People often object to the commercialized growth of marijuana next to their homes. Their primary objection is the plants’ odour. The smell that reminds them of the sewer or of skunks usually travels long distances.
To mitigate the odour, the air within the facility must be ventilated through high-efficiency particulate resistance (HEPA) filters. The cannabis processing and cultivation rooms comprise of many layers of carbon filtration (including activated carbon pellets) and fan systems. The carbon filter pellets are designed to control odours, VOCs (volatile organic compounds like hydrocarbons and paint fumes), and other gaseous contaminants.
Terpene, which is a fragrant essential-oil compound of carbon and hydrogen, accounts for the piney, citrusy, floral, and sweet scents in cannabis before they flower. Terpenes can have both beneficial and olfactory effects – antiviral, anti-inflammatory, and antiseptic. Myrcene, noted for anti-inflammatory, analgesic (pain relief), and sedative effects, shows up in a variety of cannabis strains as well as in basil, lemongrass, thyme, mangoes. Linalool is a terpene found in lavender and cannabis and is prized for its stress-reducing effects.
The Science Behind The Skunk Odour
Some critics of cannabis describe its smell as skunky during and after flowering. Cannabis comprises of alpha-linolenic acid, which, under the influence of UV rays can break down into butyl and methyl thiols. Whether the smell is skunky or not, it is a serious business challenge for which the engineers have been trying to create solutions.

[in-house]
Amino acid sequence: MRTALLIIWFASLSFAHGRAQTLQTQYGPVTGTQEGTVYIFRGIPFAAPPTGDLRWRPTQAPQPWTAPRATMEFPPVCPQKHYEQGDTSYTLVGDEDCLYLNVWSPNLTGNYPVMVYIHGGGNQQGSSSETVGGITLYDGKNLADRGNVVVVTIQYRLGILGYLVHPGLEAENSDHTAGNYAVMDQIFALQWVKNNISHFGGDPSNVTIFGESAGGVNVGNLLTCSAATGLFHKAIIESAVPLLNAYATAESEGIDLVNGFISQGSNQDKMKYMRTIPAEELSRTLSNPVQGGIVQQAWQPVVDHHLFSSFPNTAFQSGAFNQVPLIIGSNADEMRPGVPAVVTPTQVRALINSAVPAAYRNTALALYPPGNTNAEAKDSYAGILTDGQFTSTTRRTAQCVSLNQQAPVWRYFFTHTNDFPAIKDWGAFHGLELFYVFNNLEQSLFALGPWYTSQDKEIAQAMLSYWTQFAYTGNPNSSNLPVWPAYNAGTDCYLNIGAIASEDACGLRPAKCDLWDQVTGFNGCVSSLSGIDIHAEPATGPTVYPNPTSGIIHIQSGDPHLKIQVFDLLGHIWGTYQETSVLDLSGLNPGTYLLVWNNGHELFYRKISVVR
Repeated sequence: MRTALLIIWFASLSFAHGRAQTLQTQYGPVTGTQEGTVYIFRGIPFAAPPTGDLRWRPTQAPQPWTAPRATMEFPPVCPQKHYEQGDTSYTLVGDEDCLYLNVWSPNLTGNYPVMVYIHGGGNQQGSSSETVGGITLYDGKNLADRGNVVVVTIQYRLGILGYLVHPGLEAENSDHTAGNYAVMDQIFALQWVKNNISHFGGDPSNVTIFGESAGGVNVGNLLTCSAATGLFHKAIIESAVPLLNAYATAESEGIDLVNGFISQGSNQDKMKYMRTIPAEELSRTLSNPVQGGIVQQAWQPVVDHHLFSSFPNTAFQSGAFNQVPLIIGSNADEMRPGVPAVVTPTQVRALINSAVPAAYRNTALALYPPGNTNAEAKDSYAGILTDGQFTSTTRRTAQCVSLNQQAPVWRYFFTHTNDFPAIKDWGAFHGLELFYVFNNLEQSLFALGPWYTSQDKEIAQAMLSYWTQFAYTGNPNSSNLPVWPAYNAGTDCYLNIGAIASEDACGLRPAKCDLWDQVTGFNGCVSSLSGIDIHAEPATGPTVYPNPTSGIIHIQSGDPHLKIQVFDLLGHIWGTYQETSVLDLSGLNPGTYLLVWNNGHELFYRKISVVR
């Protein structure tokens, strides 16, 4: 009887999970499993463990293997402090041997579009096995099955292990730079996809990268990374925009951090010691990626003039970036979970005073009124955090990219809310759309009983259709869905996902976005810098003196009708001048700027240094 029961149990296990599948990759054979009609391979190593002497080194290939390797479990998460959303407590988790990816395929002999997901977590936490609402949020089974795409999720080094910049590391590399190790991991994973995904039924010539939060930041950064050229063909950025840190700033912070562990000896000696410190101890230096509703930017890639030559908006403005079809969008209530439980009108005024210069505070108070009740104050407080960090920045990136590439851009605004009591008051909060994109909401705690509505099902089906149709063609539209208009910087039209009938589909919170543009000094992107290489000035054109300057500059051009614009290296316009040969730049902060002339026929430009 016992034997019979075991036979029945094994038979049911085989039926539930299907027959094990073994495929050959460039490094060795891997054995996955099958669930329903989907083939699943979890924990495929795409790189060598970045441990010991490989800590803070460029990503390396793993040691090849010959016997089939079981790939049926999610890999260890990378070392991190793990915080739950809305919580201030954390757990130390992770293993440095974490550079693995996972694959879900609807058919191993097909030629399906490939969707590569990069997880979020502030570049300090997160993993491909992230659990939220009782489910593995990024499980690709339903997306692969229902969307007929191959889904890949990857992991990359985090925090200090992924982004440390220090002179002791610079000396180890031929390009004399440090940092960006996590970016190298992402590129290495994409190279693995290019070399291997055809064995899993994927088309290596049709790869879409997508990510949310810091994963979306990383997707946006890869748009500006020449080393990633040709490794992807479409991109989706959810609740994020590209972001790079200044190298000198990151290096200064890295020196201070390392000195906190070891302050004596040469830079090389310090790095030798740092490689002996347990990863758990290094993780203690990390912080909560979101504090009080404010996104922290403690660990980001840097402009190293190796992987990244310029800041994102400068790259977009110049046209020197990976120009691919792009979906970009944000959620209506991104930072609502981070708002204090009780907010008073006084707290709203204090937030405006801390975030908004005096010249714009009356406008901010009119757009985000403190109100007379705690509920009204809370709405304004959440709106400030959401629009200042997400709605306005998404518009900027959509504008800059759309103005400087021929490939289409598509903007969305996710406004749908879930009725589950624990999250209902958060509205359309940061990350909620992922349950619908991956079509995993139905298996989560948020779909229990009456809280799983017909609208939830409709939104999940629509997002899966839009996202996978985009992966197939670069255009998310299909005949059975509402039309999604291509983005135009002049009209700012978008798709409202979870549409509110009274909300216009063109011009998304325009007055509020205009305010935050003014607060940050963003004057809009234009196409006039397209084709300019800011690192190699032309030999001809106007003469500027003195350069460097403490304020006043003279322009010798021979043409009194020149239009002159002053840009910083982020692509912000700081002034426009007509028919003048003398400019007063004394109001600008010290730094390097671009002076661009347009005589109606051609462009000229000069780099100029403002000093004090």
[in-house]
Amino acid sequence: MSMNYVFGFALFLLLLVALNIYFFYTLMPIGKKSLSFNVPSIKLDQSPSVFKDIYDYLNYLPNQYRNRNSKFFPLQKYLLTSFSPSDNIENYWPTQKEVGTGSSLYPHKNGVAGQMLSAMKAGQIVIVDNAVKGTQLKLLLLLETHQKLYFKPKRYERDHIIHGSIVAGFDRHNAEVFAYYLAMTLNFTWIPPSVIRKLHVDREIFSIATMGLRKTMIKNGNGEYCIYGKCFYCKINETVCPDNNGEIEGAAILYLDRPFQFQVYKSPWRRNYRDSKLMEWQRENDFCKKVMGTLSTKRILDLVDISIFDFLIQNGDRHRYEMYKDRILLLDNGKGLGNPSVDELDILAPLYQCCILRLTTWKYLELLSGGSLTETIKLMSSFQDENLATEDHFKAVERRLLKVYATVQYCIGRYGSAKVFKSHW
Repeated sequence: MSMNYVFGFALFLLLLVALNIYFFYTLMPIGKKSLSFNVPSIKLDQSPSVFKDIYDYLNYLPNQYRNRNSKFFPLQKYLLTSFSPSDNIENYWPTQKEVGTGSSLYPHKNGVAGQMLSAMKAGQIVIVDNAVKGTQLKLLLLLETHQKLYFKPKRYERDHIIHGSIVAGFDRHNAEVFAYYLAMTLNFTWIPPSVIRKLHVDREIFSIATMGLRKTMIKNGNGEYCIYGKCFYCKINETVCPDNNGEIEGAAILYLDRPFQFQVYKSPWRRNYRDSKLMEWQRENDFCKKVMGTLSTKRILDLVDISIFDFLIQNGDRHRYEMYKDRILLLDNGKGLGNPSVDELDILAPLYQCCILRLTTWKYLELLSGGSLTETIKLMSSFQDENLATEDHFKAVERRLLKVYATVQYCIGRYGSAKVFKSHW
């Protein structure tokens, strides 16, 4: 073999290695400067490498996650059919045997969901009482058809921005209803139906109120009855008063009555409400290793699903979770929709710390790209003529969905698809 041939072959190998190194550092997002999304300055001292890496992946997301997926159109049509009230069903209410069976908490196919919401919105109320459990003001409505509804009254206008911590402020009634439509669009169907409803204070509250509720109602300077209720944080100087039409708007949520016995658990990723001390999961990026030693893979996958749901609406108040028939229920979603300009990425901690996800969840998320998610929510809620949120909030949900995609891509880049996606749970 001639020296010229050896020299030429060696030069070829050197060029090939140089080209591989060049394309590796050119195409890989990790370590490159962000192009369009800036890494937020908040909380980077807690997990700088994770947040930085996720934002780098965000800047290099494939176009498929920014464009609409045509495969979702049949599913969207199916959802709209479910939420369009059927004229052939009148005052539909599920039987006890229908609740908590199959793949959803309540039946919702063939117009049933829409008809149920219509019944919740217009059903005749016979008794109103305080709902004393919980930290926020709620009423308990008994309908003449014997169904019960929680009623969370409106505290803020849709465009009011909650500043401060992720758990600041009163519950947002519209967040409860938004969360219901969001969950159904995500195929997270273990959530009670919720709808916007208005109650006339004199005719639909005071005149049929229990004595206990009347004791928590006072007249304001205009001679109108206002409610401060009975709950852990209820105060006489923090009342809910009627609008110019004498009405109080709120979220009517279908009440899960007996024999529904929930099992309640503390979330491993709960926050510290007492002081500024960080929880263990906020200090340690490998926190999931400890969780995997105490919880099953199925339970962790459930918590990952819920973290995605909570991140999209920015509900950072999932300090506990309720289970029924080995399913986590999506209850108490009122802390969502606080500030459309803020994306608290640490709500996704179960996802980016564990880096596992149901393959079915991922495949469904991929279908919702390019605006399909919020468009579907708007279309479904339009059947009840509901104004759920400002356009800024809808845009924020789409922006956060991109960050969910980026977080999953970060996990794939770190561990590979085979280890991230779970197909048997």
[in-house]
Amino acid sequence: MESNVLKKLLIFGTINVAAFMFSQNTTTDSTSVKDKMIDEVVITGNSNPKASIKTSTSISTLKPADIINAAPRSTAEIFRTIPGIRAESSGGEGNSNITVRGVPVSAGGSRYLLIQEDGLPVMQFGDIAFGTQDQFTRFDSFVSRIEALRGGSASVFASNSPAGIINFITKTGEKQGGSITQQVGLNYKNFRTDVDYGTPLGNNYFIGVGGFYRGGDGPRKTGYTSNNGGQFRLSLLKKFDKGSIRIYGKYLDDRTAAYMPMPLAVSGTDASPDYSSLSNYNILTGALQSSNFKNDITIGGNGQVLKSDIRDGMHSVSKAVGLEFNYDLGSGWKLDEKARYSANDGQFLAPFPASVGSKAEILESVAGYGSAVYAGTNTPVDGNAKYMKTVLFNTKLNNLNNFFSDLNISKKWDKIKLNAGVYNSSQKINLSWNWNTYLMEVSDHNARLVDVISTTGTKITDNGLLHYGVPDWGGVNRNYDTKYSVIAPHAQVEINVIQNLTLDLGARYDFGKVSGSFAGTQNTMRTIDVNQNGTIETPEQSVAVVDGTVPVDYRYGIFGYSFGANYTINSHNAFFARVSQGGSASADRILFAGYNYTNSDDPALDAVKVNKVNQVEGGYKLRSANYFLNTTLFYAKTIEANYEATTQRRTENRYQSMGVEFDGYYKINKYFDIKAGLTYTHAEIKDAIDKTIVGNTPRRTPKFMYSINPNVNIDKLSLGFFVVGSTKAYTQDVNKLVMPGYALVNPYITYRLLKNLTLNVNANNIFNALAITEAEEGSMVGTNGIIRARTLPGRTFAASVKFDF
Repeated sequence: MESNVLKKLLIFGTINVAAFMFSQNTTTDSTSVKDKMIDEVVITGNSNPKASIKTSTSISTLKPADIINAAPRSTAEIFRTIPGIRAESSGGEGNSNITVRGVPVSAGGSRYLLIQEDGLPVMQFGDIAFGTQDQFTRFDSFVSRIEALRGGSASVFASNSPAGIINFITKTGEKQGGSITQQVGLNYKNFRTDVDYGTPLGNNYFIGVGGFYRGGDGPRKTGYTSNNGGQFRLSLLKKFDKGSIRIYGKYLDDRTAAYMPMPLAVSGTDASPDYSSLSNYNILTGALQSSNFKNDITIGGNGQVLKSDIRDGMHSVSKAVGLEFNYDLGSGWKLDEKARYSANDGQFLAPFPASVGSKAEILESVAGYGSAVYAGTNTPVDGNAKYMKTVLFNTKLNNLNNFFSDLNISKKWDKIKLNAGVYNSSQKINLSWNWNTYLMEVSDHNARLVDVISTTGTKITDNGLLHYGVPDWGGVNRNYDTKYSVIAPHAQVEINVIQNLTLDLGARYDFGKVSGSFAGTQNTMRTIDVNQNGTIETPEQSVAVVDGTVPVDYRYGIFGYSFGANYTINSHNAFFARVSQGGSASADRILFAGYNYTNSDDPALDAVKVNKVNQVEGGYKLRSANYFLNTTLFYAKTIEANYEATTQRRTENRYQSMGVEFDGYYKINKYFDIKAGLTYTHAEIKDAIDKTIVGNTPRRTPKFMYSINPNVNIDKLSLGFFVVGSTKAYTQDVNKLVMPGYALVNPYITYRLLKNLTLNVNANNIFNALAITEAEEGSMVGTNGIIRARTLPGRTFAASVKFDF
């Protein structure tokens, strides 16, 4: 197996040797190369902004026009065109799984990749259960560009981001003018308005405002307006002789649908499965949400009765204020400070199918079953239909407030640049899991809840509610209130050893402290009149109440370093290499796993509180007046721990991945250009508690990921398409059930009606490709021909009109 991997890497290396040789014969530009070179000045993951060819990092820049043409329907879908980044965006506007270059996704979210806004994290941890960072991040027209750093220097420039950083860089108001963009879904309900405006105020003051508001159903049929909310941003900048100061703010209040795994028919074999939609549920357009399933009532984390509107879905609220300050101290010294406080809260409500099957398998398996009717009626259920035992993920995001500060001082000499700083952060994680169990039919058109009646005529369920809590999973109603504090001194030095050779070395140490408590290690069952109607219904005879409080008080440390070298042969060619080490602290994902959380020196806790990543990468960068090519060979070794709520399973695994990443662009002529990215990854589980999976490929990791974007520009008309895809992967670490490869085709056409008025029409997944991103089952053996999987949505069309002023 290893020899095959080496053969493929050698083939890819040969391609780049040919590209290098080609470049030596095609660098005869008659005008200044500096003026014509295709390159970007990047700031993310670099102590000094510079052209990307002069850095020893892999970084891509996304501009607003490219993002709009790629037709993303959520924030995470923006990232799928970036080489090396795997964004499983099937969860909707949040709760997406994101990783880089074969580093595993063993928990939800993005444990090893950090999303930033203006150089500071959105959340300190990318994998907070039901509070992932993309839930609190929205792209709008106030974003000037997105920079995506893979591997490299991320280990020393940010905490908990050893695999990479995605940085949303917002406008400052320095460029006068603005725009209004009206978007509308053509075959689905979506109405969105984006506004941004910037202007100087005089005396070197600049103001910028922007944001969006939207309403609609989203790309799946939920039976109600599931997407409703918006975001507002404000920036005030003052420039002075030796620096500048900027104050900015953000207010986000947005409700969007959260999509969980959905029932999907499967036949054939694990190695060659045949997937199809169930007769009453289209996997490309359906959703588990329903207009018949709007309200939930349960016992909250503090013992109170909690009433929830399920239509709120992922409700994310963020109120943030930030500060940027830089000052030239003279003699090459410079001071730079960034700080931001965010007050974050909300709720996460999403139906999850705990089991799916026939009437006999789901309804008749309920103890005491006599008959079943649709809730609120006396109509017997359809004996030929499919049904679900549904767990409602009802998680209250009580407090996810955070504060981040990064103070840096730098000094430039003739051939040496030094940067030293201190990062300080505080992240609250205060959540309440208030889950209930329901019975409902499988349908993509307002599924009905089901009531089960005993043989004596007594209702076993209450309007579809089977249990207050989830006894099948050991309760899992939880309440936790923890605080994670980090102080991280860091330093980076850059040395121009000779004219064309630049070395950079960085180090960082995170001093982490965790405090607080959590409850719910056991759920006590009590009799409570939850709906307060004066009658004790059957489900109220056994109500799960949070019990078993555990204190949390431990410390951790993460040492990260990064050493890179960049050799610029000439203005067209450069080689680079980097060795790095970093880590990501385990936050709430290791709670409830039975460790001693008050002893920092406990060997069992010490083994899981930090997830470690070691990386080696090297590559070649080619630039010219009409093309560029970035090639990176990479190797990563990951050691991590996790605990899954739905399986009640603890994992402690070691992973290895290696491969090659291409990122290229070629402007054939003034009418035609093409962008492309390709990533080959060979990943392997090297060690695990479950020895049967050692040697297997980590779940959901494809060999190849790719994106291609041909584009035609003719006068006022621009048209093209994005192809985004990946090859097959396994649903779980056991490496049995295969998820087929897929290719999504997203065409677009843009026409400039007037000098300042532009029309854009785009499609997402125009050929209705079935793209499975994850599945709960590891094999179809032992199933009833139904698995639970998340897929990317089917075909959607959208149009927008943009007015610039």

According to experts, the smell is even more prevalent in the trimming process. This is when many odours are emitted. However, the potency of the smell depends upon the plant’s size and strain.
Plume Discharge At 34mph
The management of cannabis reek isn’t just about filtration through carbon pellets; it’s how you get rid of it. Some industrialists take an industrial-ventilation approach by trying to get hold of a high plume coming off the exhaust fan. By discharging the air high into the atmosphere, we ensure that the wind current takes it away without anybody on the ground ever noticing.
While filtration takes out the majority of the smelly particles, a HEPA filter with activated carbon pellets is even more effective, taking out 99.6% of the smell. While the resulting air could still faintly smell of cannabis at the emission nozzle (at the roof), this isn’t true at ground level. To mitigate this, typical HVAC systems must be bolstered, and re-circulation systems must be employed. Beyond diffusers and terminals, oscillating fans ensure that the air mixes properly.
De-Humidifiers To Fight Mould
Mould is a huge deal and must be taken care of. Every plant transpires – drawing water from the roots and transporting it to its leaves in liquid form. The plant’s leaves have small pores which allow for more than 95% of the water to leave the plant in the form of water vapor.
Cannabis processors use ethanol for cannabinoid extraction. Since ethanol is heavier than air, cannabis processors use slotted hoods with low intakes to draw in and transport ethanol. Then they take out the cannabinoid, which gives off the odour. A filtration system takes care of the odor.
Adapting Existing Buildings
A few buildings planned for cannabis processing or cultivation don’t have roofs built to handle loads like bigger air-filtration units, thus requiring modifications. Currently, the roof structure for most buildings won’t allow for a 500-pound exhaust fan to go up. So, they can put the fan inside instead of mounting the unit up on the roof. Just run the duct up through the roof, and it’ll be good to go.